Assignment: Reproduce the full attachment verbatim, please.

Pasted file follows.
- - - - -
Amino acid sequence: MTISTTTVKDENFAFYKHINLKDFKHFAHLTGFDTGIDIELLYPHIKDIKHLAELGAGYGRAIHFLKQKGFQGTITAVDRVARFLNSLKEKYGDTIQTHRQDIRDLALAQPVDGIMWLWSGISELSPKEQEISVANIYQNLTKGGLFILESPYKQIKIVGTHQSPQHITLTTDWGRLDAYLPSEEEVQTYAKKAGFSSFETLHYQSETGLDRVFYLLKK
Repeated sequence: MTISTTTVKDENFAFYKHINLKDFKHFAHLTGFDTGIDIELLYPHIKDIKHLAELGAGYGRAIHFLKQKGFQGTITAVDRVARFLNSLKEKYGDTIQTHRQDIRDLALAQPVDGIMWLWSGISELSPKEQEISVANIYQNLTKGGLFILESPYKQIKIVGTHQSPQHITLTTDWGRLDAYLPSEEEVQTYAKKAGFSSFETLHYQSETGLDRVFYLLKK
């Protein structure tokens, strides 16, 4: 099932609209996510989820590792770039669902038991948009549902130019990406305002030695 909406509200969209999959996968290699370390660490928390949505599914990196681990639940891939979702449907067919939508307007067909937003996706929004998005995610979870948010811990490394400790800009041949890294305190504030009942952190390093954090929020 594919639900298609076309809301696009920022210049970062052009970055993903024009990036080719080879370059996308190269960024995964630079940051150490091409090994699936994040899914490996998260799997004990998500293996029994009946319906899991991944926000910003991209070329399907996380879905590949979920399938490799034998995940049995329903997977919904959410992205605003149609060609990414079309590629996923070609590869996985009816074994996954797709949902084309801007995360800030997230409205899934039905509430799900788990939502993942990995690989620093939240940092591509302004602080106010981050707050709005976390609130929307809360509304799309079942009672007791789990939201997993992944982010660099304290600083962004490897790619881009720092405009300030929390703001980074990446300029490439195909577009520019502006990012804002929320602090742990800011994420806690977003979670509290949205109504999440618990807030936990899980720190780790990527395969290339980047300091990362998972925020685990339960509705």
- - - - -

Amino acid sequence: MTISTTTVKDENFAFYKHINLKDFKHFAHLTGFDTGIDIELLYPHIKDIKHLAELGAGYGRAIHFLKQKGFQGTITAVDRVARFLNSLKEKYGDTIQTHRQDIRDLALAQPVDGIMWLWSGISELSPKEQEISVANIYQNLTKGGLFILESPYKQIKIVGTHQSPQHITLTTDWGRLDAYLPSEEEVQTYAKKAGFSSFETLHYQSETGLDRVFYLLKK
Repeated sequence: MTISTTTVKDENFAFYKHINLKDFKHFAHLTGFDTGIDIELLYPHIKDIKHLAELGAGYGRAIHFLKQKGFQGTITAVDRVARFLNSLKEKYGDTIQTHRQDIRDLALAQPVDGIMWLWSGISELSPKEQEISVANIYQNLTKGGLFILESPYKQIKIVGTHQSPQHITLTTDWGRLDAYLPSEEEVQTYAKKAGFSSFETLHYQSETGLDRVFYLLKK
């Protein structure tokens, strides 16, 4: 099932609209996510989820590792770039669902038991948009549902130019990406305002030695 909406509200969209999959996968290699370390660490928390949505599914990196681990639940891939979702449907067919939508307007067909937003996706929004998005995610979870948010811990490394400790800009041949890294305190504030009942952190390093954090929020 594919639900298609076309809301696009920022210049970062052009970055993903024009990036080719080879370059996308190269960024995964630079940051150490091409090994699936994040899914490996998260799997004990998500293996029994009946319906899991991944926000910003991209070329399907996380879905590949979920399938490799034998995940049995329903997977919904959410992205605003149609060609990414079309590629996923070609590869996985009816074994996954797709949902084309801007995360800030997230409205899934039905509430799900788990939502993942990995690989620093939240940092591509302004602080106010981050707050709005976390609130929307809360509304799309079942009672007791789990939201997993992944982010660099304290600083962004490897790619881009720092405009300030929390703001980074990446300029490439195909577009520019502006990012804002929320602090742990800011994420806690977003979670509290949205109504999440618990807030936990899980720190780790990527395969290339980047300091990362998972925020685990339960509705």